Friday, January 30, 2009

Do you dibble?

Everyone has likely dibbled at least once in their life. The dibble is a garden tool used to make a hole in the ground for the purpose of planting, while to dibble is the act of making said hole in the ground. The image shows the equipment used to make some of the 15,000 holes for the Wiregrass (Aristida stricta) plugs (see yesterday's entry) in the Francis Beidler Forest's Longleaf Pine (Pinus palustris) plots. The dibble is the metal tool and the bucket contains the grass plugs. A weary planter noted that the bucket full of grass reminded him of Tom Hanks' imaginary friend, Wilson, in Cast Away.

To plant manually using the dibble, one selects a spot on the ground at least three feet from the last Wiregrass plug and steps on the metal projection above the blade in order to push the dibble blade into the ground. Next, one moves the dibble slightly towards and away from one's body in order to widen the hole. If one is lucky enough to have a partner carrying the bucket of grass plugs, the partner drops the plug in the hole and the dibble is inserted into the ground near the hole to close the hole around the plug. Repeat until all 15,000 grass plugs are planted!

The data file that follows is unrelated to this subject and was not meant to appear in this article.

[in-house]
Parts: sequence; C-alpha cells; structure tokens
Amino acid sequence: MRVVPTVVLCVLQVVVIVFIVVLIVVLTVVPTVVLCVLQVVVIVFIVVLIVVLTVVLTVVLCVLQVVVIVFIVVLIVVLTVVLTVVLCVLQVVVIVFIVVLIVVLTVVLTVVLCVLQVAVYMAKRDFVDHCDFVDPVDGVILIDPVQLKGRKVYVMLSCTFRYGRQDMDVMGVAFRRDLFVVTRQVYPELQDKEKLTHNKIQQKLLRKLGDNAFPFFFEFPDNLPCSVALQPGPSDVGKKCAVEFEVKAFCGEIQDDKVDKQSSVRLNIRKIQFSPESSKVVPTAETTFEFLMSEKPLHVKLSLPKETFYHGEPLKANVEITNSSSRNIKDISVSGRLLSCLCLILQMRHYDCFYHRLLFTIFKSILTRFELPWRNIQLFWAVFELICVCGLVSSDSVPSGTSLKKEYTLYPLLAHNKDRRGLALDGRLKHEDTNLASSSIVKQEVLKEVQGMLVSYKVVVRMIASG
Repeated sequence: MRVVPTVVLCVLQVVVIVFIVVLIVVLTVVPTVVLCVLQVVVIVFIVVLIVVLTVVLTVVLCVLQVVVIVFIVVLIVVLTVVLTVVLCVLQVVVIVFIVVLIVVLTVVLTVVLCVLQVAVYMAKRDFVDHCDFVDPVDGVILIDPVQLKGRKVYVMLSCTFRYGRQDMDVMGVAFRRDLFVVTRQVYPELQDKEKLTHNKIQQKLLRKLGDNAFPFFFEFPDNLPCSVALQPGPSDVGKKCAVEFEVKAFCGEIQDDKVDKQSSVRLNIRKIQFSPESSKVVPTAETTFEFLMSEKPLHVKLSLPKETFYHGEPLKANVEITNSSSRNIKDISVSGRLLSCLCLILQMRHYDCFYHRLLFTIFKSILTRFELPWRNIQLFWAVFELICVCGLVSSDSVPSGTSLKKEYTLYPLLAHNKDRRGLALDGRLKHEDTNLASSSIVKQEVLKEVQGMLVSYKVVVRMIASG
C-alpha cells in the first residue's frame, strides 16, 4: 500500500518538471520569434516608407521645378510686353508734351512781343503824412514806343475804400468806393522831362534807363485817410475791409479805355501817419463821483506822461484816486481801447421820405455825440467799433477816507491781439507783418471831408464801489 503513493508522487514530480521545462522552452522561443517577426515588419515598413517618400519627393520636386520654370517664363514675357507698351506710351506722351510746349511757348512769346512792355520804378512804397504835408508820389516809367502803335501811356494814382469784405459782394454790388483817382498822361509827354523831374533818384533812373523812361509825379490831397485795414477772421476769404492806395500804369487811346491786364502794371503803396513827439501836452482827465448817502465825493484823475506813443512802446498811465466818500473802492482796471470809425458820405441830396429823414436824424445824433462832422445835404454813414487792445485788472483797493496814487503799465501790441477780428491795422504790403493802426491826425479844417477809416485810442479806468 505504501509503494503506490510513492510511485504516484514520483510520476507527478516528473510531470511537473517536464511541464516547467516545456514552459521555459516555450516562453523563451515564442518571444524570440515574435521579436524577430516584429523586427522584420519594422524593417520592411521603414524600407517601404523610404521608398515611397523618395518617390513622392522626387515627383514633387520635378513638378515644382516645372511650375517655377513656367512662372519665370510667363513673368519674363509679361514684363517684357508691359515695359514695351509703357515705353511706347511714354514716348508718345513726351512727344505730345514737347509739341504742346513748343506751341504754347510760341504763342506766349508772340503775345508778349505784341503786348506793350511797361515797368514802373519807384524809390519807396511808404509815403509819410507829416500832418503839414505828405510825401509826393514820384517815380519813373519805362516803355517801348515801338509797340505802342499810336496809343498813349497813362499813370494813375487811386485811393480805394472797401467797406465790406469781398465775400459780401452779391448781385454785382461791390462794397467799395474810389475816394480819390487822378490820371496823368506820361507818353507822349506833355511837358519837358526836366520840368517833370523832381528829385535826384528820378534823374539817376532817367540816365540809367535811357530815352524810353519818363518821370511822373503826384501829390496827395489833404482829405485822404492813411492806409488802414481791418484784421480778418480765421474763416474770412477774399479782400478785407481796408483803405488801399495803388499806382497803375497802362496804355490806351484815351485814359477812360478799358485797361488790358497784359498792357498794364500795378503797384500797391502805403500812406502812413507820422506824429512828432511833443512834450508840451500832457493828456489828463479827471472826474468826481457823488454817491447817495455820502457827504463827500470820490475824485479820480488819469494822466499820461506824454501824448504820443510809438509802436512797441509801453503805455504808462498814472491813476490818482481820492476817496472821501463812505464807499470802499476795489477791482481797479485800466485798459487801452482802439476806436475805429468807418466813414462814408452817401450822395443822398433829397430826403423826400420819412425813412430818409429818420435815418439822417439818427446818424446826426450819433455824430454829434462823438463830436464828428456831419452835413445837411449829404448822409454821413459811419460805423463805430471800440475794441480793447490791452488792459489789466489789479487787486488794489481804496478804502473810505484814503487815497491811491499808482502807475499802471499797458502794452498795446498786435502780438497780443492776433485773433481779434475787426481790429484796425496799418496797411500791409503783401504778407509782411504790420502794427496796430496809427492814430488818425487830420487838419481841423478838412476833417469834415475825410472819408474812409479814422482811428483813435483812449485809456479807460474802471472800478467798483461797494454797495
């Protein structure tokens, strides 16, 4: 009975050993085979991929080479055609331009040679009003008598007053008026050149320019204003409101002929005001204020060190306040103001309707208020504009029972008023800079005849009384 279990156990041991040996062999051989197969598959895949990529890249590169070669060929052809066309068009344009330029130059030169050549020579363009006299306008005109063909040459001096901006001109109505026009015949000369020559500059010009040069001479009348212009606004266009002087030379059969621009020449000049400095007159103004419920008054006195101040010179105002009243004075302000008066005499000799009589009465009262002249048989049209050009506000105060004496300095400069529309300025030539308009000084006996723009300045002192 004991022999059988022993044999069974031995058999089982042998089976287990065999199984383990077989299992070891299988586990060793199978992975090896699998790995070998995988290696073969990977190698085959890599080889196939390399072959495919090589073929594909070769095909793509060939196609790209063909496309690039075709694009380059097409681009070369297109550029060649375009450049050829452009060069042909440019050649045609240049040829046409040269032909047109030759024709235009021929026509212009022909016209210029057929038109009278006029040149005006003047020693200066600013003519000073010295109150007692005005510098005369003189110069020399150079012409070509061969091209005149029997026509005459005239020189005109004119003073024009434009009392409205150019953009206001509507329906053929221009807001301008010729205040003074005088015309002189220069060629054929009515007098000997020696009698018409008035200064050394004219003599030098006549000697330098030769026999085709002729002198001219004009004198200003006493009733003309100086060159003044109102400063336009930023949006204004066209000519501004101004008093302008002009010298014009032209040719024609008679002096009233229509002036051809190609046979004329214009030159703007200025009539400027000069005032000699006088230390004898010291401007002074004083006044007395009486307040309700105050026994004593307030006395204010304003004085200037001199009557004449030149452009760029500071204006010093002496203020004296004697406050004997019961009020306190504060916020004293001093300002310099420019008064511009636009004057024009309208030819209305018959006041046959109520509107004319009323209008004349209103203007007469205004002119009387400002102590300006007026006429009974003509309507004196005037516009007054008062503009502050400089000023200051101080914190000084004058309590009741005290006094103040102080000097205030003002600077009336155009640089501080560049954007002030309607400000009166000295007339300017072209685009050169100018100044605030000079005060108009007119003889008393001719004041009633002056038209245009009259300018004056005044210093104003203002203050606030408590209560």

Fortunately, we also have a mechanical planter that is able to run in the space between the rows of pine trees. One person drives the tractor and one person sits on the planter. As the tractor pulls the planter, the planter's spreader opens a trough below the seated individual. After the person on the planter drops a grass plug into the trough, the back end (wheels) of the planter pushes the sides of the trough together thereby sealing the grass plug into the ground.

With slightly more than a third of the grass plugs planted on each of the first two days, there will be plenty of plugs remaining for some Saturday fun!

Images by Mark Musselman

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